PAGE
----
There cannot be many people who have not been affected by cancer in some way at some point during their lives.
It is still considered rare, however, for a child to be affected by cancer, even though there are 10,000 children and young persons currently receiving treatment in the UK today.
Learning that your child has cancer is undoubtedly one of the worst feelings in the world for any parent, and you probably know very little about childhood cancer until it happens to you, like Pippa Miln from Manley.
Pippa’s son Sam was just four when he was diagnosed with a Wilm’s tumour in November 2009. Wilm’s is a type of kidney cancer which is thought to originate from very specialised cells in the embryo known as metanephric blastema. His diagnosis came completely out of the blue following a trip to an out of hours doctor one Sunday night.
“Sam was in pain and had blood in his urine and I was convinced he had kidney stones; after all he had never shown any signs of being poorly,” recalls Pippa. “The following day followed a series of tests and even when an out of hours doctor was called in to do a CT scan I was still of the opinion we were dealing with something minor.
“Then we were called into a side room and when they opened the door and there were four people waiting for us I knew this was something that was going to turn our world upside down. As they told us, I felt like I wasn’t in the room, I couldn’t take in what they were saying. I didn’t understand what it meant, but from that moment something kicked in, a protective mechanism that made everything seem surreal and made me take a very practical approach to everything.”
Before that day, Pippa says she lived in a ‘naive bubble’, assuming nothing like that could ever have happened to anyone she knew, let alone herself. But she forced herself to remain positive.
“Sam was transferred to Alder Hey Children’s Hospital immediately, and what a place. He had a line for his chemotherapy drugs put in the following day and the chemo began the following week to shrink the tumour prior to an operation to remove his kidney four weeks later,” she explained. “That was the hardest day of all. Sam went down to theatre at 9am and didn’t return till 4pm, the tumour had ruptured and was attached to his spleen.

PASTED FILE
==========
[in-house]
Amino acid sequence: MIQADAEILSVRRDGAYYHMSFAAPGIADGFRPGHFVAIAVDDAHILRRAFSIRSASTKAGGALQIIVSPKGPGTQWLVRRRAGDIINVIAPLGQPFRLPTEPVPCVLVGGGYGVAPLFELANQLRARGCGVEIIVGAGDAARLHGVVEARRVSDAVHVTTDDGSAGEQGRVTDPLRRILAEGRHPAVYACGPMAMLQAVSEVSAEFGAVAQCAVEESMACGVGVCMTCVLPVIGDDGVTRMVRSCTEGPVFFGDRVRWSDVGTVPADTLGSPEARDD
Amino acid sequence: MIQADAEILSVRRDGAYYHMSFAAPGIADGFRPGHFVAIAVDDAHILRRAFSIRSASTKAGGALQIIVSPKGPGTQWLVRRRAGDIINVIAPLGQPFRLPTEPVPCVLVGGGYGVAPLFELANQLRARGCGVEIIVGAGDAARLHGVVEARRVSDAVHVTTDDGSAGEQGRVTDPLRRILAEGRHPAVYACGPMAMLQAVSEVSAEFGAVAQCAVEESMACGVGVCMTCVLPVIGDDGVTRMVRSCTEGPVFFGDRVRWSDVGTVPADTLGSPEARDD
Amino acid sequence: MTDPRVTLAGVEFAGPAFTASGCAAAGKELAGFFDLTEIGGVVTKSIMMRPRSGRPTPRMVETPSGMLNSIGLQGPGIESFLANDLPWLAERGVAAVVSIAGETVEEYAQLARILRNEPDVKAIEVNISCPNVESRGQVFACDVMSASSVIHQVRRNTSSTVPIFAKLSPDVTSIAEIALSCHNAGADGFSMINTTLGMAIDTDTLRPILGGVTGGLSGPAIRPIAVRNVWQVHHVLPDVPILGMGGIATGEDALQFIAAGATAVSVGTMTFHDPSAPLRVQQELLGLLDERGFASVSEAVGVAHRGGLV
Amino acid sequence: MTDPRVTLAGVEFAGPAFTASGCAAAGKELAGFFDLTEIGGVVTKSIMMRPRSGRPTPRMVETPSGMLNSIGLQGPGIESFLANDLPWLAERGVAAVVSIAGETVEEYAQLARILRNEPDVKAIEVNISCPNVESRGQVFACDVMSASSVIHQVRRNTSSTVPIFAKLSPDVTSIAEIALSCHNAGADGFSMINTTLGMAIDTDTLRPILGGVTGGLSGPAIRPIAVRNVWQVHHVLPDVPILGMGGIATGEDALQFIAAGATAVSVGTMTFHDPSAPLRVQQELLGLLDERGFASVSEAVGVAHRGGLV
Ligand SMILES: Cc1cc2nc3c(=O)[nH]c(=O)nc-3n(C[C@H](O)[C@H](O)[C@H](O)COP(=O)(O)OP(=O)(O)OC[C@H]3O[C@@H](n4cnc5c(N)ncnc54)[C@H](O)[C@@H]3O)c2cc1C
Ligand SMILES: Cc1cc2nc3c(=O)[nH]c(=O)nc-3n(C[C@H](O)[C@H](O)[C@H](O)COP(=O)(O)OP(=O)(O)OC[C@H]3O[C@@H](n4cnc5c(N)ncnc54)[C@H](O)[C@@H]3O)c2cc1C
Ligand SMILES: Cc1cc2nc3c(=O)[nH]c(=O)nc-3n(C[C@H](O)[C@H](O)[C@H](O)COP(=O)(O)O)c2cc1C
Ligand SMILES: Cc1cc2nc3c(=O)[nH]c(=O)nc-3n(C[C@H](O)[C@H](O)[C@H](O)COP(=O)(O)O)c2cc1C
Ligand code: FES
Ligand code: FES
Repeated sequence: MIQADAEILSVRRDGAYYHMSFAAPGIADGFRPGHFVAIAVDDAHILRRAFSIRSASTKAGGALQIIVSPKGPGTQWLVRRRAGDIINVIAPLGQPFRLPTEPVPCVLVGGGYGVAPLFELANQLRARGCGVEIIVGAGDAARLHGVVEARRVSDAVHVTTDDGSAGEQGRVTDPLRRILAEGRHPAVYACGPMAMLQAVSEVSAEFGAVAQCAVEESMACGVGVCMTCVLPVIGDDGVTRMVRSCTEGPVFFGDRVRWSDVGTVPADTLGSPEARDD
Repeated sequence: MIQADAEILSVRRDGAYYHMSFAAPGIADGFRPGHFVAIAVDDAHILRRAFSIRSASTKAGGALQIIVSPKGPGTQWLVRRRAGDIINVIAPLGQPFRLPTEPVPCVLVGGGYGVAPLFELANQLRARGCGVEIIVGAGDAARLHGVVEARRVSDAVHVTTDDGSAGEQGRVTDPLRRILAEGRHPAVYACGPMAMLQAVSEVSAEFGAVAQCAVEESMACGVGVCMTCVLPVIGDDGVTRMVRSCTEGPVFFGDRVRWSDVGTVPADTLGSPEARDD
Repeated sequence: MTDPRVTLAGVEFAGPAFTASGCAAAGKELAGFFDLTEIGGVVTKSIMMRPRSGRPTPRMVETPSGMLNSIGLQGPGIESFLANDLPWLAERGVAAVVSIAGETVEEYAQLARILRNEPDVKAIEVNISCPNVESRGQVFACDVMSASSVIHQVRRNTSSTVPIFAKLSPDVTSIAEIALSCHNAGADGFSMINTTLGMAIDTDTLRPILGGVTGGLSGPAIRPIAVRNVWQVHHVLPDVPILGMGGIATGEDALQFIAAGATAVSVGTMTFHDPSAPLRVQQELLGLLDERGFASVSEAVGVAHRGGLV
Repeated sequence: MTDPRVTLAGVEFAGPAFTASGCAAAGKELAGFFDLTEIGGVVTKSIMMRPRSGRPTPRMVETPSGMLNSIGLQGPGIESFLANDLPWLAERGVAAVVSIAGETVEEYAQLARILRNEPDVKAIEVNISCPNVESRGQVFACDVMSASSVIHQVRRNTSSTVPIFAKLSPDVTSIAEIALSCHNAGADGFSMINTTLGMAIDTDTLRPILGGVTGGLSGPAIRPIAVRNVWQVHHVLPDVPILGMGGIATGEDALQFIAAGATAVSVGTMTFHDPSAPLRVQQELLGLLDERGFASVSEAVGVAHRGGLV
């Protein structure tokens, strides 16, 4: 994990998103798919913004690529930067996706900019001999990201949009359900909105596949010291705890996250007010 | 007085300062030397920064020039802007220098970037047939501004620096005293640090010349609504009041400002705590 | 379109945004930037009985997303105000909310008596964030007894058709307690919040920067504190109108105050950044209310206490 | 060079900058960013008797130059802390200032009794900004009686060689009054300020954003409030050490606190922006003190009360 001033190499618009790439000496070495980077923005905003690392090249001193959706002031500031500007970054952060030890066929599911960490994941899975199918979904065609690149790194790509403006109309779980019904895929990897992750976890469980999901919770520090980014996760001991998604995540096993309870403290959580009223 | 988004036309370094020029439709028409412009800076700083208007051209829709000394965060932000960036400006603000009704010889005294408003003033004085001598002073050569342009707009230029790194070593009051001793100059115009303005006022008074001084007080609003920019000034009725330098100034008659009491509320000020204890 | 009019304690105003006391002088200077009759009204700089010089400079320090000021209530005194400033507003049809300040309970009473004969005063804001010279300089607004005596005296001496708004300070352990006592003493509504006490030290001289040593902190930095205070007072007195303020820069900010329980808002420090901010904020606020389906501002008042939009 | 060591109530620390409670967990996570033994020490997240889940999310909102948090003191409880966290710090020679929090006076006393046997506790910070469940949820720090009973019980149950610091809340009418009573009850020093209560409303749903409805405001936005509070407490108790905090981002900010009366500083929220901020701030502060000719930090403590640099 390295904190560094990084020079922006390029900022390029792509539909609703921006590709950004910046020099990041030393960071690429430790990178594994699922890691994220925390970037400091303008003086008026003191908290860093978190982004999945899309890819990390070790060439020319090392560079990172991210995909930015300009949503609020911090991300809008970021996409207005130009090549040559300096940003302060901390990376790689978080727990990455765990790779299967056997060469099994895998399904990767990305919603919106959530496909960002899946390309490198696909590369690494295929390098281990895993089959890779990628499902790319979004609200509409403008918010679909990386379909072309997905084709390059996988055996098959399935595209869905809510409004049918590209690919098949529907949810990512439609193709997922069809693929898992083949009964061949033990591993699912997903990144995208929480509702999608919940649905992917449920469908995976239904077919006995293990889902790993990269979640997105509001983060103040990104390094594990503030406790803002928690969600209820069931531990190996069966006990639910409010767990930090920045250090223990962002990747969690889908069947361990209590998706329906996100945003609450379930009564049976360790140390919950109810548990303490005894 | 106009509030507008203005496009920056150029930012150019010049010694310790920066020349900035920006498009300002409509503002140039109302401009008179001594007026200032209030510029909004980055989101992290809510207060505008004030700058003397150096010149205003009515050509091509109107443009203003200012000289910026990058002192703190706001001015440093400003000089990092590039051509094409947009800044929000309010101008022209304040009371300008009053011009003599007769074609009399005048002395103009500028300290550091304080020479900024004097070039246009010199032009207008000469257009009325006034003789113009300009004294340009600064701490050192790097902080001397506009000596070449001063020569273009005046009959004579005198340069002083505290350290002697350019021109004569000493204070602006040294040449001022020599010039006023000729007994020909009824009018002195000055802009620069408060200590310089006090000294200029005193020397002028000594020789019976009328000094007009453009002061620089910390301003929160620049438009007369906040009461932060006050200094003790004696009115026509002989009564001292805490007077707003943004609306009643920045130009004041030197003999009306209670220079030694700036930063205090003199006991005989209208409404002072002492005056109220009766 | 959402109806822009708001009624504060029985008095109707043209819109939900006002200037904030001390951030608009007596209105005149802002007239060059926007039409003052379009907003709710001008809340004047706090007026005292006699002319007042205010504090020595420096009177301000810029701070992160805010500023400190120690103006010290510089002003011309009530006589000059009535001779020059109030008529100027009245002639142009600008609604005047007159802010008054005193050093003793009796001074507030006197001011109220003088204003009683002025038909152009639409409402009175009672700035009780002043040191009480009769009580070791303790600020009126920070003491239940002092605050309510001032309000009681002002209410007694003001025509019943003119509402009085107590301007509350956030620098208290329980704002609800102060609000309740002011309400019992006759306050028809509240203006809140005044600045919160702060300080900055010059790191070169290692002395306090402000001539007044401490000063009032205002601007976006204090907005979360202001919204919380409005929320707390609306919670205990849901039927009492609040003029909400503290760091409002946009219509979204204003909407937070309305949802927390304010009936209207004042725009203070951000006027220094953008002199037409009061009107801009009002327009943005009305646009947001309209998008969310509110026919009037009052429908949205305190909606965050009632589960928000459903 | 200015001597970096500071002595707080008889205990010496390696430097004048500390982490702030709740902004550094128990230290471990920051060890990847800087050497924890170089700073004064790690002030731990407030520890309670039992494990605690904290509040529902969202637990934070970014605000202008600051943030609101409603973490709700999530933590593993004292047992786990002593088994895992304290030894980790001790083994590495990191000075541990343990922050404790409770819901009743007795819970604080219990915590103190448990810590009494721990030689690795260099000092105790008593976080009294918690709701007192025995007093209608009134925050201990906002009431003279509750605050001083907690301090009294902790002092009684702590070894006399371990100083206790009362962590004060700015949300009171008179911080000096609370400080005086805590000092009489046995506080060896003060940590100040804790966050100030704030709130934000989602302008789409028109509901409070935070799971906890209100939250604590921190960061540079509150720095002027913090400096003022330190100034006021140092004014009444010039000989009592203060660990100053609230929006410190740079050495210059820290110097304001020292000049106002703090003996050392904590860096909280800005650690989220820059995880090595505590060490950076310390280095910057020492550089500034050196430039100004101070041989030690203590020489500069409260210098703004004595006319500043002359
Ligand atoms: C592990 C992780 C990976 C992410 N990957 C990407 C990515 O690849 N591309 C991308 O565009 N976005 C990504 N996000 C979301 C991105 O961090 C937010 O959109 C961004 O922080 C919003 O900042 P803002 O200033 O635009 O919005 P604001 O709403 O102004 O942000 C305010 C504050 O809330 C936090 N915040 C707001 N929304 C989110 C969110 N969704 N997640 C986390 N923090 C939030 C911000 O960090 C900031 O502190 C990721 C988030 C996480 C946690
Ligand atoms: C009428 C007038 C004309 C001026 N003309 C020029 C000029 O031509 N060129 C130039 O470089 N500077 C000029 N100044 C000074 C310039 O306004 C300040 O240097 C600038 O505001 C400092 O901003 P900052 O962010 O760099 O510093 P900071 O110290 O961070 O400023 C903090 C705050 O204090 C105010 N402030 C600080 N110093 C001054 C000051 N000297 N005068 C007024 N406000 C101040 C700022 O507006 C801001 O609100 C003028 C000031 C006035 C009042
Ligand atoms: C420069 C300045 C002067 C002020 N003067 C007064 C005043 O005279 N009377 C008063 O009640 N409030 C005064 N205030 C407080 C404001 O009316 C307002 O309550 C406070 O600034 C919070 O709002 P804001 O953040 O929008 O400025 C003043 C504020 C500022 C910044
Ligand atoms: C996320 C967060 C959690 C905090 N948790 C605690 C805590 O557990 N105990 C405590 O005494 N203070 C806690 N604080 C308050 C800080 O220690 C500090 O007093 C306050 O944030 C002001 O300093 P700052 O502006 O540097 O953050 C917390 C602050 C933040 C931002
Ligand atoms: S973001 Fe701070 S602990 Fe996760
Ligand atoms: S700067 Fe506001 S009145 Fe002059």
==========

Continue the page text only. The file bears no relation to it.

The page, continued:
“It was this stage we were told he definitely had a stage 4 tumour and as well as a course of chemotherapy, he would have to undergo radiotherapy as well. The next nine months consisted of weekly trips to Alder Hey for chemotherapy and a two-week intensive radiotherapy programme at Clatterbridge. The drugs are powerful stuff and really knock them for six but kids are great and they deal with it much better than adults.”
“How do you cope? You just do,” says Pippa. “You learn to take each day as it comes. You remain positive every step of the way. It’s very hard not to be when the kids are so amazing themselves. I didn’t feel I had the right to wallow when Sam was taking it in his stride.
“The professionals at Alder Hey are like guardian angels, even now when we go back for check ups I always feel safe in there. The nurses both from Macmillan and Clic Sargent treated Sam like he was the most special boy on this planet.”
Thankfully, Sam has now been clear of cancer for four and a half years.
“We are over the moon,” says Pippa. “He’s taught me a great deal but most importantly not to take things for granted and to live each day to the full with no regrets. For those who know me, I certainly do that!
“And Sam is a very special boy for it all too. He’s a smiler and loves making people laugh and he’s one of the most sensitive and caring kids I know.”